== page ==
Sharon Kozachik, PhD, RN, a Postdoctoral Fellow at the Johns Hopkins University School of Nursing, has been selected as the 2008 Lucille V. Lukens, RN, American Nurses Foundation Scholar. Over the next year, working under the mentorship of leading pain researcher and Johns Hopkins University School of Nursing Professor Gayle Page, DNSc, RN, FAAN, Kozachik will engage in pre-clinical research that may lead to improved sleep, decreased pain, and improved quality of life for future cancer patients.
Kozachik will examine the effects of sleep disruption on pain in rats that have been injected with paclitaxel, a commonly used chemotherapy for solid tumor and lymphoid cancers. “In about 60 percent of cancer patients, paclitaxel causes a painful and debilitating peripheral neuropathy a nerve pain in the hands and feet. Many patients also experience sleep disruption within a week of initiating therapy,” explains Kozachik. “Through this study, we hope to better understand the complex relationship between pain and sleep, and ultimately improve functioning and quality of life for cancer patients.”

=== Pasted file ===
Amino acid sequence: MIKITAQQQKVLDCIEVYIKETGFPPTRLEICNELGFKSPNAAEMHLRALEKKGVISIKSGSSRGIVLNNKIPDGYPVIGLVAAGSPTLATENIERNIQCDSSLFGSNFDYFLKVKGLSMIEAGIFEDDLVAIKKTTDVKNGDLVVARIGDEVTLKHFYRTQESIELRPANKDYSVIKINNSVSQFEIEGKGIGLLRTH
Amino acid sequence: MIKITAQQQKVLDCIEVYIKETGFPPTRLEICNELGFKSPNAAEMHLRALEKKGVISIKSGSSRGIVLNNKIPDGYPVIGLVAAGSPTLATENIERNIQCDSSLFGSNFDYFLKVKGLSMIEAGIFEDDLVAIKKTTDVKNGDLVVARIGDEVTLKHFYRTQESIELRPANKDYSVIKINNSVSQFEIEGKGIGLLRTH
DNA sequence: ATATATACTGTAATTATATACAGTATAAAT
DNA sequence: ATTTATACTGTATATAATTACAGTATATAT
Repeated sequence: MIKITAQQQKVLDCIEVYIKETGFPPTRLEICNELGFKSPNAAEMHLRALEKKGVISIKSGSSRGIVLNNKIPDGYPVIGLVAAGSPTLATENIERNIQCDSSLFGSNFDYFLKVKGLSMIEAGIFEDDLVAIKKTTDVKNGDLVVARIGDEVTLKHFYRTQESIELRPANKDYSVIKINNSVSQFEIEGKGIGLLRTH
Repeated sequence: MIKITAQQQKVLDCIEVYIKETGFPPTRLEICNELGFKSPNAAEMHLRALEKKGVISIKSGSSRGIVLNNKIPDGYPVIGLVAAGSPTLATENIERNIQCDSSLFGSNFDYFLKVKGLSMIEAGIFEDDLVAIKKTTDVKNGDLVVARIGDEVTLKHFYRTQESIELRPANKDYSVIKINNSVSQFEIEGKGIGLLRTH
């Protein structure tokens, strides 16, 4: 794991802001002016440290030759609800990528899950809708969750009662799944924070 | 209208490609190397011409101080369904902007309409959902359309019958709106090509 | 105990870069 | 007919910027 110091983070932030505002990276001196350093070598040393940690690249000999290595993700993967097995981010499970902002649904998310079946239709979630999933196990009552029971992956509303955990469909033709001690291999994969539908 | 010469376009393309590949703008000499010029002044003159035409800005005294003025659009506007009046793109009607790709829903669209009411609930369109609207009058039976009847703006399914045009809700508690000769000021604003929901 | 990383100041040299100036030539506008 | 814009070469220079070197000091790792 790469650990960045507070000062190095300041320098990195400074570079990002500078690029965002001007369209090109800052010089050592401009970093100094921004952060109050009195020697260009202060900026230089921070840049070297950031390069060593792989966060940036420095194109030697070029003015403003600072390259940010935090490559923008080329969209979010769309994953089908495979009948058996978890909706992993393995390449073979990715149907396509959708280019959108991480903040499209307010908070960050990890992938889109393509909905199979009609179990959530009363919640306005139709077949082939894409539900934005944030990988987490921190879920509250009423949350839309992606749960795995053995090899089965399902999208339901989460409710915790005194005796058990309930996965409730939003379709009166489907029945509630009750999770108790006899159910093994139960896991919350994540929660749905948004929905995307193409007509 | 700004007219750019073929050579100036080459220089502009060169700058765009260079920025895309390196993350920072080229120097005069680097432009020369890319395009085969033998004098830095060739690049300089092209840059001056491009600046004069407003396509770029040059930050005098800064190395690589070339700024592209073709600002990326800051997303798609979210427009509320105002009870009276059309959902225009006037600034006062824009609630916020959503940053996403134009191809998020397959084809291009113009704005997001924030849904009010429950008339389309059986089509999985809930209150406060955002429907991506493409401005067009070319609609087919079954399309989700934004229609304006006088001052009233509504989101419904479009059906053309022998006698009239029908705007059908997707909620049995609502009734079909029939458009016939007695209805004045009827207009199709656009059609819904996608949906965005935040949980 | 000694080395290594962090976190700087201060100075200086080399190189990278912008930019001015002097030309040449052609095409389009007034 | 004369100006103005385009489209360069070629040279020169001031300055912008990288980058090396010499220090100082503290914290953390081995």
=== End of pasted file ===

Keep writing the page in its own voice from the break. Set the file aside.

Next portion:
Using rats that have been implanted with telemetric transmitters to record sleep activity, Kozachik and colleagues will divide the animals into two groups: one whose sleep will be disrupted and the other with unperturbed sleep. All animals will receive intermittent doses of paclitaxel and then will be tested for mechanical sensitivity in their hind paws. Using these data, the researchers plan to determine the effects of sleep disruption on pain and to examine whether male and female animals experience different effects. “The findings from this study have the potential to guide the development and testing of nursing interventions to improve quality of life for cancer patients,” says Kozachik.
The grant, awarded through the American Nurses Foundation (ANF) Research Grants Program, carries with it a stipend of $10,000. The Research Grants Program was founded more than 50 years ago to encourage nurses’ research career development, contribute toward the advancement of nursing science, and enhance patient care.